Now Two Tally-ho Bitters
Dr. Dimock’s Tally-Ho Bitters (Buffalo, New York) & Tally-Ho Bitters by John Caracopulo (Natchez, Mississippi)
22 June 2017
While searching some old Mississippi newspapers for evidence of the Mississippi Valley Bitters I came across a Tally-Ho Bitters from Natchez that is apparently unlisted. Bill Ham might want to pick this up and provide a designation for Bitters Bottles Supplement 2.
The phrase tally-ho is a largely a British phrase, which originated from the activity of foxhunting, and other forms of hunting with hounds, shouted when a rider or follower sees the fox. Today the term has evolved to have other meanings, most of which relate to ‘pointing out’ or ‘spotting’ a ‘target’. For example, it is sometimes used as slang in air traffic control to verify a radar contact has been visually confirmed. [Wikipedia]
I am aware of the rare Dr. Dimock’s Tally-Ho Bitters and actually have one in my collection from the John Feldmann Collection. It has a sticker for Cincinnati, Ohio, August 7th, 1999 on the base and is probably from the FOHBC National auction that year. It is listed as:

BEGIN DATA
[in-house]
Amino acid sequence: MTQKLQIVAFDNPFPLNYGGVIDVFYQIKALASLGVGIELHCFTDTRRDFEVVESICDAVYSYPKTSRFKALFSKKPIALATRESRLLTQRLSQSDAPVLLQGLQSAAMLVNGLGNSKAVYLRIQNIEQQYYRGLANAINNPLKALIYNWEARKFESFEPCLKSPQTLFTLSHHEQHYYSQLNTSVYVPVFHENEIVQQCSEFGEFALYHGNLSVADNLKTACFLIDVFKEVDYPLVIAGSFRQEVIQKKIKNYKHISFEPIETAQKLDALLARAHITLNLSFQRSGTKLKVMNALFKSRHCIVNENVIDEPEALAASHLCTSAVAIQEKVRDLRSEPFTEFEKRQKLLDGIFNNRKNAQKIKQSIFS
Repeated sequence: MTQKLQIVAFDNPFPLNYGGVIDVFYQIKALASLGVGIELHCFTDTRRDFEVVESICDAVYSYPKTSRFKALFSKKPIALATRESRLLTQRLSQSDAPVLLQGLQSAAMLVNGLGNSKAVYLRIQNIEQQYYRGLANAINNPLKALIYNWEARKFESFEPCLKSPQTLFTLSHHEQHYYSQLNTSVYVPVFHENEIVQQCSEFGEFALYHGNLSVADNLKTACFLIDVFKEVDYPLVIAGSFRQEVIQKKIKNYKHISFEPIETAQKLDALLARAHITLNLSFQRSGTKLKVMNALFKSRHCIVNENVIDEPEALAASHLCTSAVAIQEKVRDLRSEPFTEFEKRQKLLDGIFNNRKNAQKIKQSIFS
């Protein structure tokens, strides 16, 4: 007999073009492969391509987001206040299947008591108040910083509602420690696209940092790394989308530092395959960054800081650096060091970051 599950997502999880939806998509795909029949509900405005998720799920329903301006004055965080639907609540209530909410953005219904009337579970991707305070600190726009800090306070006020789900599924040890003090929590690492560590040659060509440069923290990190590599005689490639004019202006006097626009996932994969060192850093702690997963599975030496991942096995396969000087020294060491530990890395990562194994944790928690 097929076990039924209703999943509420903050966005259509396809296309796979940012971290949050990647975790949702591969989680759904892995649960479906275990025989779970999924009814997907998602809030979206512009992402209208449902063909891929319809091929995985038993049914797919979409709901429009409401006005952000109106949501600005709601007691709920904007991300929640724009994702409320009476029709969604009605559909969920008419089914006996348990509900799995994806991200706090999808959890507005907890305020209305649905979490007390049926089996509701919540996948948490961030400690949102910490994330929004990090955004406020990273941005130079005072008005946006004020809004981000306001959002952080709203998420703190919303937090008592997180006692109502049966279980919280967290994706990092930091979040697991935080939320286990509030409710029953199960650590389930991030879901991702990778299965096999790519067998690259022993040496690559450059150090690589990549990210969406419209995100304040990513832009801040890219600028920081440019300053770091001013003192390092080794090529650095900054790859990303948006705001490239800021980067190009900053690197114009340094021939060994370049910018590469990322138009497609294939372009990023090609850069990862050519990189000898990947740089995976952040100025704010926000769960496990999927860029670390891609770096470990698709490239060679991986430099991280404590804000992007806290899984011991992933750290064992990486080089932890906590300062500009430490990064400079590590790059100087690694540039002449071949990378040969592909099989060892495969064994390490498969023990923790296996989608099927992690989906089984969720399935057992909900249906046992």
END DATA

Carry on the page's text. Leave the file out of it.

D 76 DR. DIMOCK’S // TALLY-HO / BITTERS // BUFFALO, N.Y. // f //
8 1/2 x 2 1/2 (6 3/8)
Square, Amber, NSC, Applied mouth, Rare
The New York Dr. Dimock’s Tally-Ho bitters was put out by Dr. Henry Solomon Dimock. An 1867 directory listing noted him as an eclectic physician and proprietor of patent medicines.
Here is some interesting copy published in The New York Times on January 7, 1886.
Elmira, NY, Jan 6. – Dr. Henry S. Dimock, for several years a physician at Grove Springs, a fashionable Summer resort on Keuka Lake, who for some time has been the medical adviser at Crystal Springs, and who will be remembered by many people of New-York, as well as those of Western cities, has become violently insane, and this evening was taken to Willard Asylum. On the 20th of last month he lost all his books and instruments by the burning of the hotel at Crystal Springs, and the loss so preyed on his mind that last Sunday night he stole a horse and carriage from Benson Smith, of Crystal Springs, and drove the animal to Penn Yan. He told the people that he was a Pinkerton detective and was after the man who set the hotel on fire. He insisted on making a clothier open his store and sell him a suit of clothes, and after putting them on refused to pay for them or take them off. He was persuaded to disrobe, however, and then ran through the streets. He is 53 years old, and has a wife. His condition is thought to be beyond recovery.
This new Tally-Ho Bitters is apparently from John Caracopulo in Natchez, Mississippi. The bitters was represented by the primary agent P. Caporal at 89 & 90 Old Levee in New Orleans, Louisiana. His bitters were marketed as “The Genuine Grecian” and a “Wide-Awake Cock-Tail”. I can only find reference in newspaper listings in 1859 in The Times Picayune.